If you have in your WPF project an ResourceDictionary that you use to define resources you can create an instance of it from code like this:

ResourceDictionary res = Application.LoadComponent(
 new Uri("/WpfApplication7;component/RedRibbonBar.xaml", 
 UriKind.RelativeOrAbsolute)) as ResourceDictionary;

Where WpfApplication7 is name of your assembly and RedRibbonBar.xaml is name of your ResourceDictionary.

Another less known way of doing same thing is defining the code-behind for the resource dictionary. I have not found an automated way of doing this in VS.NET 2010 so I do it manually.

First you add x:Class to your ResourceDictionary definition like so:

<ResourceDictionary xmlns="http://schemas.microsoft.com/winfx/2006/xaml/presentation"
xmlns:x="http://schemas.microsoft.com/winfx/2006/xaml"
 x:Class ="WpfApplication7.RedRibbonBar">

Then you add class to your project that holds code-behind and you name it RedRibbonBar.xaml.cs where you change the name to whatever your resource dictionary name is.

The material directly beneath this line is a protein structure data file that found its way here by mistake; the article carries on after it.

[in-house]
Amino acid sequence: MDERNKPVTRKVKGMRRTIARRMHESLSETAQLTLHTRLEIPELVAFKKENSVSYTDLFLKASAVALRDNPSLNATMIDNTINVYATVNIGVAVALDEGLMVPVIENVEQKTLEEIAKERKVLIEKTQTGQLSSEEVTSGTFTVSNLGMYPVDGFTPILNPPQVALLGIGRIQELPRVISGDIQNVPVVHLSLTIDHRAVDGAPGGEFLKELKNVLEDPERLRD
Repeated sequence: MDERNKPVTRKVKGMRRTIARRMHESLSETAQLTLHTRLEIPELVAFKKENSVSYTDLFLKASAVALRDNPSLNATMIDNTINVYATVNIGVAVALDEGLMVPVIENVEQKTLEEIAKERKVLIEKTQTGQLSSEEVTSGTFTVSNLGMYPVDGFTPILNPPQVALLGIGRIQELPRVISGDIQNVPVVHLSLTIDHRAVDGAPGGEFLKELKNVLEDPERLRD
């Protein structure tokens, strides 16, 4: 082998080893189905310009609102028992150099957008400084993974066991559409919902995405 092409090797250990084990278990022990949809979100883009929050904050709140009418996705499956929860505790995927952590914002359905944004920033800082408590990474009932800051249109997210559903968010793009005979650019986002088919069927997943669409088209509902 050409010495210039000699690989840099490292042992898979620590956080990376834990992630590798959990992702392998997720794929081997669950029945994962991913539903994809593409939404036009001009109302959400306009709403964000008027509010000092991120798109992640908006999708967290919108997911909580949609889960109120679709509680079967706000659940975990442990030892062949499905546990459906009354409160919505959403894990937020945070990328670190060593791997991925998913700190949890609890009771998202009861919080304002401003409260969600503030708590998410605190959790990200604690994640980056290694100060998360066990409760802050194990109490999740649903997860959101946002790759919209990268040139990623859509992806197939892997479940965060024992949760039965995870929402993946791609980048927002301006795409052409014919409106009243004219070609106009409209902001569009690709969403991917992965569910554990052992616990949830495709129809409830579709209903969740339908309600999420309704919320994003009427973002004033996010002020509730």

The code behind class looks like so:

partial class RedRibbonBar: ResourceDictionary
{
   public RedRibbonBar()
   {
      InitializeComponent();
   }     
}

Note that you need to change RedRibbonBar I used here to the name of your ResourceDictionary. Then you create simply new instance of your dictionary like so:

ResourceDictionary res = new RedRibbonBar();
Professional looking applications made easy with DotNetBar for WinForms, Silverlight and WPF User Interface components. Click here to find out more.

Related posts:

  1. BitmapImage.ImageSource image loading – correct syntax for URI
  2. Dreaming In Code Review
  3. How to learn to create controls from code using InitializeComponent() method
  4. Is your code quality connected to time?
  5. Code-word: Framework